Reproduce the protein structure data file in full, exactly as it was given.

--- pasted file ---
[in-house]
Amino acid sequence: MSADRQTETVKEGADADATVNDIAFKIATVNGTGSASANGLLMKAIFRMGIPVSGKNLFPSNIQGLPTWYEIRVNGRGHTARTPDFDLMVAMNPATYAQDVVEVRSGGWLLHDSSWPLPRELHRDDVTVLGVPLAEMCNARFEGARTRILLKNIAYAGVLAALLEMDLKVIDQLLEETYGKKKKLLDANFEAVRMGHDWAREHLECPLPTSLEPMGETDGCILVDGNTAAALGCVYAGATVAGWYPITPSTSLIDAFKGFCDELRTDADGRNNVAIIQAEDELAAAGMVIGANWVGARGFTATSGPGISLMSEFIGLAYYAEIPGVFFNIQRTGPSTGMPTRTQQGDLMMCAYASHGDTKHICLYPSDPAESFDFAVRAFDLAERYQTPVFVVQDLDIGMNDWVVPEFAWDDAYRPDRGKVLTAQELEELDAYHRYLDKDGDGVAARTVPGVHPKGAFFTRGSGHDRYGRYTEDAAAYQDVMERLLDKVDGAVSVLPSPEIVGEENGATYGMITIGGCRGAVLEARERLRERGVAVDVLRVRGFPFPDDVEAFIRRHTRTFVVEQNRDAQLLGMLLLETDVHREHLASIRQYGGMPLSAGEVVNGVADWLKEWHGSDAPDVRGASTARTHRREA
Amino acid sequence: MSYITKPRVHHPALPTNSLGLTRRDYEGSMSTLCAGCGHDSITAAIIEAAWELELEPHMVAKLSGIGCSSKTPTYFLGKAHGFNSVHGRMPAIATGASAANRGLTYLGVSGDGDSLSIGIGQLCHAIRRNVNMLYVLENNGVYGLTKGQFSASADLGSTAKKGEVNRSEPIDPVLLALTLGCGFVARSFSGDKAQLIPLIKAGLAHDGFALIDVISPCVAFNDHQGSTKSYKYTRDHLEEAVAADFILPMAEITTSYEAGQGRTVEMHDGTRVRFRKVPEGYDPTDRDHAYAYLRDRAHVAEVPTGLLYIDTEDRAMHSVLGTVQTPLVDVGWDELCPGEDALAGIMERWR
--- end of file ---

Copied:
[in-house]
Amino acid sequence: MSADRQTETVKEGADADATVNDIAFKIATVNGTGSASANGLLMKAIFRMGIPVSGKNLFPSNIQGLPTWYEIRVNGRGHTARTPDFDLMVAMNPATYAQDVVEVRSGGWLLHDSSWPLPRELHRDDVTVLGVPLAEMCNARFEGARTRILLKNIAYAGVLAALLEMDLKVIDQLLEETYGKKKKLLDANFEAVRMGHDWAREHLECPLPTSLEPMGETDGCILVDGNTAAALGCVYAGATVAGWYPITPSTSLIDAFKGFCDELRTDADGRNNVAIIQAEDELAAAGMVIGANWVGARGFTATSGPGISLMSEFIGLAYYAEIPGVFFNIQRTGPSTGMPTRTQQGDLMMCAYASHGDTKHICLYPSDPAESFDFAVRAFDLAERYQTPVFVVQDLDIGMNDWVVPEFAWDDAYRPDRGKVLTAQELEELDAYHRYLDKDGDGVAARTVPGVHPKGAFFTRGSGHDRYGRYTEDAAAYQDVMERLLDKVDGAVSVLPSPEIVGEENGATYGMITIGGCRGAVLEARERLRERGVAVDVLRVRGFPFPDDVEAFIRRHTRTFVVEQNRDAQLLGMLLLETDVHREHLASIRQYGGMPLSAGEVVNGVADWLKEWHGSDAPDVRGASTARTHRREA
Amino acid sequence: MSYITKPRVHHPALPTNSLGLTRRDYEGSMSTLCAGCGHDSITAAIIEAAWELELEPHMVAKLSGIGCSSKTPTYFLGKAHGFNSVHGRMPAIATGASAANRGLTYLGVSGDGDSLSIGIGQLCHAIRRNVNMLYVLENNGVYGLTKGQFSASADLGSTAKKGEVNRSEPIDPVLLALTLGCGFVARSFSGDKAQLIPLIKAGLAHDGFALIDVISPCVAFNDHQGSTKSYKYTRDHLEEAVAADFILPMAEITTSYEAGQGRTVEMHDGTRVRFRKVPEGYDPTDRDHAYAYLRDRAHVAEVPTGLLYIDTEDRAMHSVLGTVQTPLVDVGWDELCPGEDALAGIMERWR